Transactions of the Yorkshire Naturalists' Union, Partes 12-16

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Página 138 - Bolton; and many a simple promontory, dim with southern olive, — many a low cliff that stooped unnoticed over some alien wave, was recorded by him with a love, and delicate care, that were the shadows of old thoughts and long-lost delights, whose charm yet hung like morning mist above the chanting waves of Wharfe and Greta, § 29.
Página 138 - Pre-Raphaelitism, that his first conceptions of mountain scenery seem to have been taken from Yorkshire ; and its rounded hills, far winding rivers, and broken limestone scars, to have formed a type in his mind to which he sought, as far as might be, to obtain some correspondent imagery in all other landscape.
Página 51 - Reared high their altars' rugged stone, And gave their gods the land they won. Then, Balder, one bleak garth was thine, And one sweet brooklet's silver line, And Woden's Croft did title gain From the...
Página 138 - Fig. 13. p. 151.); and had his attention early directed to those horizontal, or comparatively horizontal, beds of rock which usually form the faces of precipices in the Yorkshire dales ; not, as in the Matterhorn, merely indicated by veined...
Página 49 - ... will find that a period of peculiar prosperity, in any one branch, is the almost uniform harbinger of mischief. If we turn, for example, to the history of agriculture, the alternation between periods of high prices and great agricultural prosperity, and of low prices and great agricultural distress, is so striking, that it cannot fail to arrest the attention of every one. The high prices of 1800 and 1801 gave an extraordinary stimulus to agricultural industry. Nearly double the number of acts...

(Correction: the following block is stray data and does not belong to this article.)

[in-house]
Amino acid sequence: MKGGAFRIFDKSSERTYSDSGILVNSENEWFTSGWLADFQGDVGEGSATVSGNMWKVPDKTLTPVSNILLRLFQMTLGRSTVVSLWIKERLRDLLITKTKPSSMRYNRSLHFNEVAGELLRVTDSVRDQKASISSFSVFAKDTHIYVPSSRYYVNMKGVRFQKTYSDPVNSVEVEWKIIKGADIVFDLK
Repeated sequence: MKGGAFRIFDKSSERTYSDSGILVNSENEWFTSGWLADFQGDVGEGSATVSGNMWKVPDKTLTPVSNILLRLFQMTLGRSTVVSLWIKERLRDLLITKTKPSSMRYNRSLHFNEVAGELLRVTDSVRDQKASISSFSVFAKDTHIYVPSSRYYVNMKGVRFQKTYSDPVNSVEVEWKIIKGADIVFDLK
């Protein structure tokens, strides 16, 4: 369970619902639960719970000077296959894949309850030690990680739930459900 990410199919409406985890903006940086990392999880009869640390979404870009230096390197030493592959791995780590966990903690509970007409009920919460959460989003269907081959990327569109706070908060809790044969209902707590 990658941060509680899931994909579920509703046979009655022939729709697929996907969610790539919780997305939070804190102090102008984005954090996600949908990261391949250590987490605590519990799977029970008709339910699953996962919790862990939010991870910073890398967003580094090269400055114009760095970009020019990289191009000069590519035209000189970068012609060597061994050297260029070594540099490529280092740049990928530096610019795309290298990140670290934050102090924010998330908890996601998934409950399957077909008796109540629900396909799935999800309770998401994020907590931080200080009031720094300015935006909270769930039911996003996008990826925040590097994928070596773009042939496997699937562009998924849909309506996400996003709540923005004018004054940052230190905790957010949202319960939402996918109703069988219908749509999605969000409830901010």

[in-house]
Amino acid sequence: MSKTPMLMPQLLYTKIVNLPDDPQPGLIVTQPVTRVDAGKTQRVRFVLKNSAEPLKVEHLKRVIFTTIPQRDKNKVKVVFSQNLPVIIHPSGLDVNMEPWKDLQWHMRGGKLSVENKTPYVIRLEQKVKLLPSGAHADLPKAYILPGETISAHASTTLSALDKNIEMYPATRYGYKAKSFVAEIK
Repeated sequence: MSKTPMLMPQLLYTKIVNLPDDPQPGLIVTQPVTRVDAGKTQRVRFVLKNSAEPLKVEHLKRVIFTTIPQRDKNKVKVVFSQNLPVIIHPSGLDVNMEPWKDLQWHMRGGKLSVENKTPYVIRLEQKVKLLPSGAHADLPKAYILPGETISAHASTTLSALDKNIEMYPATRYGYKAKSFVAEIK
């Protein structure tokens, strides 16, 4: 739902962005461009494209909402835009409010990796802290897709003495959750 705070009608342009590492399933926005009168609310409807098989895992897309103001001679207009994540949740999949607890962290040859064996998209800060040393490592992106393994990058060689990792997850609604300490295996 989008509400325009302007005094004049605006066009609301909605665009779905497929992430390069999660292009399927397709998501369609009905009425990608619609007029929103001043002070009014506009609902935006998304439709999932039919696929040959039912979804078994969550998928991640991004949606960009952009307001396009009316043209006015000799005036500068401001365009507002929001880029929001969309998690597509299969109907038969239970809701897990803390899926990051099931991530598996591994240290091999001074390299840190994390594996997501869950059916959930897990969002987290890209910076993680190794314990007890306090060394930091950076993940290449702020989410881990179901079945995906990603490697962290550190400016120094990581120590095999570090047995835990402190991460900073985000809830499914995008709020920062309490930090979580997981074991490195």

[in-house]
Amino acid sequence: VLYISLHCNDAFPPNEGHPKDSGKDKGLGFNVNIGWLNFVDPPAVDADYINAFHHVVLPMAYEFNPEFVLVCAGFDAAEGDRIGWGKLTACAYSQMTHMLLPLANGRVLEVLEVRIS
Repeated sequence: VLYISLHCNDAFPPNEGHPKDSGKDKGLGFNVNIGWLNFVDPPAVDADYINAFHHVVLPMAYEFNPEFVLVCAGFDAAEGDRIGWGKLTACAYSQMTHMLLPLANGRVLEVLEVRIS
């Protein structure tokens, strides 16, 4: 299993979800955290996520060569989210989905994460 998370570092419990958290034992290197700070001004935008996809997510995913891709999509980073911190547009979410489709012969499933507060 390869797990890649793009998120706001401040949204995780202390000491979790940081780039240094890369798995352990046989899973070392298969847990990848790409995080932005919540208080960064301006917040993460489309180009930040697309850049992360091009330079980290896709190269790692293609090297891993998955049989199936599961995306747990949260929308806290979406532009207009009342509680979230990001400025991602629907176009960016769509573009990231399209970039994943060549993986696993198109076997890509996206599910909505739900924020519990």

Página 221 - ... can tell where the one leaves off, and the other begins, so insensibly do they merge into each other, like day passing through twilight into night. Neither is there any barrier between species, either of plants or animals. This point is now settled. Evolution also (what no other theory does) explains the distribution of plants and animals over the surface of the earth. It explains the present condition of the races of mankind— the progress of some, the stagnation of others, and the cases of...
Página 208 - Hood hill, a pleasant undulated wooded tract extends, and beyond the broad central valley is spread out like a map from the Tees southward as far as York, with Thirsk and Ripon marked conspicuously, and the lines of railway easily traceable by the smoke of passing and repassing trains. And beyond stretch the western moors, the huge bulk of Penhill looming in front to shut in "Wensleydale like a barrier, and the higher Great Whernside peak, on the south of it, for a focus from which the undulated...
Página 138 - I.— 13 longest studied, but the scenery whose influence I can trace most definitely throughout his works, varied as they are, is that of Yorkshire. Of all his drawings, I think, those of the Yorkshire series have the most heart in them, the most affectionate, simple, unweariel, serious finishing of truth.
Página 65 - ... climate grow abundantly, and cover wide areas of surface without keeping up any clearly-marked role of lithological restriction. And this shows us in what direction the interference of the rocks operates. A more porous and more humid soil evidently, to some extent, compensates for a drier climate ; and in proportion as the climate is damper the characteristically dryloving species are more restricted to dry-soiled tracts of country.
Página 133 - And then comes the thousand feel fault which runs along the line of Lunedale, beyond which nothing is seen but Millstone Grit till we reach the Greta. The most noteworthy characteristic which Upper Teesdale presents from a botanical point of view is, that it furnishes several Montane rarities which are separated more or less conspicuously from the other localities in which they occur. Restricting ourselves to the flowering plants of the Yorkshire side of the river the following are the species which...

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